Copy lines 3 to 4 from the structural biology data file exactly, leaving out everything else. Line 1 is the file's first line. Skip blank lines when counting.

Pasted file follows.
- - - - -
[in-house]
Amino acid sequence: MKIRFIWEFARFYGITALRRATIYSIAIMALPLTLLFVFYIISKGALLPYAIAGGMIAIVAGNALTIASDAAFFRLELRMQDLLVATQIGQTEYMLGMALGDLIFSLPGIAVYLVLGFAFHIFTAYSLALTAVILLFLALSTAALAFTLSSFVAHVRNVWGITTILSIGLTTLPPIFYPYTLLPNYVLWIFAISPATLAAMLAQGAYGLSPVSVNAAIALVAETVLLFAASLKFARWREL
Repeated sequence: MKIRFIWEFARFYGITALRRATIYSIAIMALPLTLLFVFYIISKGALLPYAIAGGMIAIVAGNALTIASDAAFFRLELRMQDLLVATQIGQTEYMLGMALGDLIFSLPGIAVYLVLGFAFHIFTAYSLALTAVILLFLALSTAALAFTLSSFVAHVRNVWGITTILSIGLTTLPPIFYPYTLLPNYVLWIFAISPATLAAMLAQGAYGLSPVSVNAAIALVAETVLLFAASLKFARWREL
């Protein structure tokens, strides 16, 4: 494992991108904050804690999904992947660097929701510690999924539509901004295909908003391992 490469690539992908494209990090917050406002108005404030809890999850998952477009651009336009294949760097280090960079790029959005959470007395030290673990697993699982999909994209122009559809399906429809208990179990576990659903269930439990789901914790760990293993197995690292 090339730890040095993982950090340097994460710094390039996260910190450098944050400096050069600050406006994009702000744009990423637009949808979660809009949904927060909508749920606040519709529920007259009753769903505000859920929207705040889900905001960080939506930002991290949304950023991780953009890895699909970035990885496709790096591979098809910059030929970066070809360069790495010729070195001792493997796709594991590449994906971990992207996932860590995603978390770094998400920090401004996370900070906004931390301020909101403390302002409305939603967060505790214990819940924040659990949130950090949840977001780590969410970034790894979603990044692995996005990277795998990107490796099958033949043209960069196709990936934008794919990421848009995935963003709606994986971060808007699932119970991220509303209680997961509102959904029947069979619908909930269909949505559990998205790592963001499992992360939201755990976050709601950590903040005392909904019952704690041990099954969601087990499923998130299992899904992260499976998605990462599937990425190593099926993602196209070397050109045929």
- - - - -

Repeated sequence: MKIRFIWEFARFYGITALRRATIYSIAIMALPLTLLFVFYIISKGALLPYAIAGGMIAIVAGNALTIASDAAFFRLELRMQDLLVATQIGQTEYMLGMALGDLIFSLPGIAVYLVLGFAFHIFTAYSLALTAVILLFLALSTAALAFTLSSFVAHVRNVWGITTILSIGLTTLPPIFYPYTLLPNYVLWIFAISPATLAAMLAQGAYGLSPVSVNAAIALVAETVLLFAASLKFARWREL
């Protein structure tokens, strides 16, 4: 494992991108904050804690999904992947660097929701510690999924539509901004295909908003391992 490469690539992908494209990090917050406002108005404030809890999850998952477009651009336009294949760097280090960079790029959005959470007395030290673990697993699982999909994209122009559809399906429809208990179990576990659903269930439990789901914790760990293993197995690292 090339730890040095993982950090340097994460710094390039996260910190450098944050400096050069600050406006994009702000744009990423637009949808979660809009949904927060909508749920606040519709529920007259009753769903505000859920929207705040889900905001960080939506930002991290949304950023991780953009890895699909970035990885496709790096591979098809910059030929970066070809360069790495010729070195001792493997796709594991590449994906971990992207996932860590995603978390770094998400920090401004996370900070906004931390301020909101403390302002409305939603967060505790214990819940924040659990949130950090949840977001780590969410970034790894979603990044692995996005990277795998990107490796099958033949043209960069196709990936934008794919990421848009995935963003709606994986971060808007699932119970991220509303209680997961509102959904029947069979619908909930269909949505559990998205790592963001499992992360939201755990976050709601950590903040005392909904019952704690041990099954969601087990499923998130299992899904992260499976998605990462599937990425190593099926993602196209070397050109045929």